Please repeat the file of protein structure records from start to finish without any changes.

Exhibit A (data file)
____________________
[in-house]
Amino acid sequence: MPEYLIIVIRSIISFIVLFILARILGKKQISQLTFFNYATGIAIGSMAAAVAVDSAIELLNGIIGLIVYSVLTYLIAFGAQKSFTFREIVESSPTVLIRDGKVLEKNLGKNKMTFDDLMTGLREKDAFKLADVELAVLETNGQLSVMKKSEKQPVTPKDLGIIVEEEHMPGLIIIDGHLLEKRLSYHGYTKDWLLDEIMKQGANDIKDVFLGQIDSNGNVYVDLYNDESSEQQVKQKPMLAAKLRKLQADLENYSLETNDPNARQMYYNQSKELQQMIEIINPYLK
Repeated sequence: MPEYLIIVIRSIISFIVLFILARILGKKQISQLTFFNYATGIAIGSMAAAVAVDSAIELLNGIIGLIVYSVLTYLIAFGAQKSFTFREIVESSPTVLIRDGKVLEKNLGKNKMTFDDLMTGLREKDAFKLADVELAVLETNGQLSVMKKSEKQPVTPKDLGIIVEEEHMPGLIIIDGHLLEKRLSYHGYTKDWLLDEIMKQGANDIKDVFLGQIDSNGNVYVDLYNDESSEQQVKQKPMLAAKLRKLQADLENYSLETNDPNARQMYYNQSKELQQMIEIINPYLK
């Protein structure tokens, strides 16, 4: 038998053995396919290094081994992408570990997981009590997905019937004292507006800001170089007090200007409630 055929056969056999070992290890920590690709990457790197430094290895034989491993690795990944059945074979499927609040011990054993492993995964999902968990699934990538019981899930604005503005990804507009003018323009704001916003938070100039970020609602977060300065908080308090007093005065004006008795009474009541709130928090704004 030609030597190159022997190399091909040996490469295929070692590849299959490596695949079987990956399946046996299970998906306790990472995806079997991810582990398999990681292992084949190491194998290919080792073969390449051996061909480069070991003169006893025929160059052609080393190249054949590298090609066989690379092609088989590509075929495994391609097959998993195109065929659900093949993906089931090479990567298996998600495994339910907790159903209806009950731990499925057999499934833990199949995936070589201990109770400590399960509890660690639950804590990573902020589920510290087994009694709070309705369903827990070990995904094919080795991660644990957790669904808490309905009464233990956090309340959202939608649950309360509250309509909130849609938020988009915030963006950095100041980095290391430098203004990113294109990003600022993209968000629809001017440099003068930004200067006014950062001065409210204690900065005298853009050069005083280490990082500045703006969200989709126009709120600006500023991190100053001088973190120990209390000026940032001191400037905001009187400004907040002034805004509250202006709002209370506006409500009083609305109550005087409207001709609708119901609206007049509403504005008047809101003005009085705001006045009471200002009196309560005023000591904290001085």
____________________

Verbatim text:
[in-house]
Amino acid sequence: MPEYLIIVIRSIISFIVLFILARILGKKQISQLTFFNYATGIAIGSMAAAVAVDSAIELLNGIIGLIVYSVLTYLIAFGAQKSFTFREIVESSPTVLIRDGKVLEKNLGKNKMTFDDLMTGLREKDAFKLADVELAVLETNGQLSVMKKSEKQPVTPKDLGIIVEEEHMPGLIIIDGHLLEKRLSYHGYTKDWLLDEIMKQGANDIKDVFLGQIDSNGNVYVDLYNDESSEQQVKQKPMLAAKLRKLQADLENYSLETNDPNARQMYYNQSKELQQMIEIINPYLK
Repeated sequence: MPEYLIIVIRSIISFIVLFILARILGKKQISQLTFFNYATGIAIGSMAAAVAVDSAIELLNGIIGLIVYSVLTYLIAFGAQKSFTFREIVESSPTVLIRDGKVLEKNLGKNKMTFDDLMTGLREKDAFKLADVELAVLETNGQLSVMKKSEKQPVTPKDLGIIVEEEHMPGLIIIDGHLLEKRLSYHGYTKDWLLDEIMKQGANDIKDVFLGQIDSNGNVYVDLYNDESSEQQVKQKPMLAAKLRKLQADLENYSLETNDPNARQMYYNQSKELQQMIEIINPYLK
């Protein structure tokens, strides 16, 4: 038998053995396919290094081994992408570990997981009590997905019937004292507006800001170089007090200007409630 055929056969056999070992290890920590690709990457790197430094290895034989491993690795990944059945074979499927609040011990054993492993995964999902968990699934990538019981899930604005503005990804507009003018323009704001916003938070100039970020609602977060300065908080308090007093005065004006008795009474009541709130928090704004 030609030597190159022997190399091909040996490469295929070692590849299959490596695949079987990956399946046996299970998906306790990472995806079997991810582990398999990681292992084949190491194998290919080792073969390449051996061909480069070991003169006893025929160059052609080393190249054949590298090609066989690379092609088989590509075929495994391609097959998993195109065929659900093949993906089931090479990567298996998600495994339910907790159903209806009950731990499925057999499934833990199949995936070589201990109770400590399960509890660690639950804590990573902020589920510290087994009694709070309705369903827990070990995904094919080795991660644990957790669904808490309905009464233990956090309340959202939608649950309360509250309509909130849609938020988009915030963006950095100041980095290391430098203004990113294109990003600022993209968000629809001017440099003068930004200067006014950062001065409210204690900065005298853009050069005083280490990082500045703006969200989709126009709120600006500023991190100053001088973190120990209390000026940032001191400037905001009187400004907040002034805004509250202006709002209370506006409500009083609305109550005087409207001709609708119901609206007049509403504005008047809101003005009085705001006045009471200002009196309560005023000591904290001085």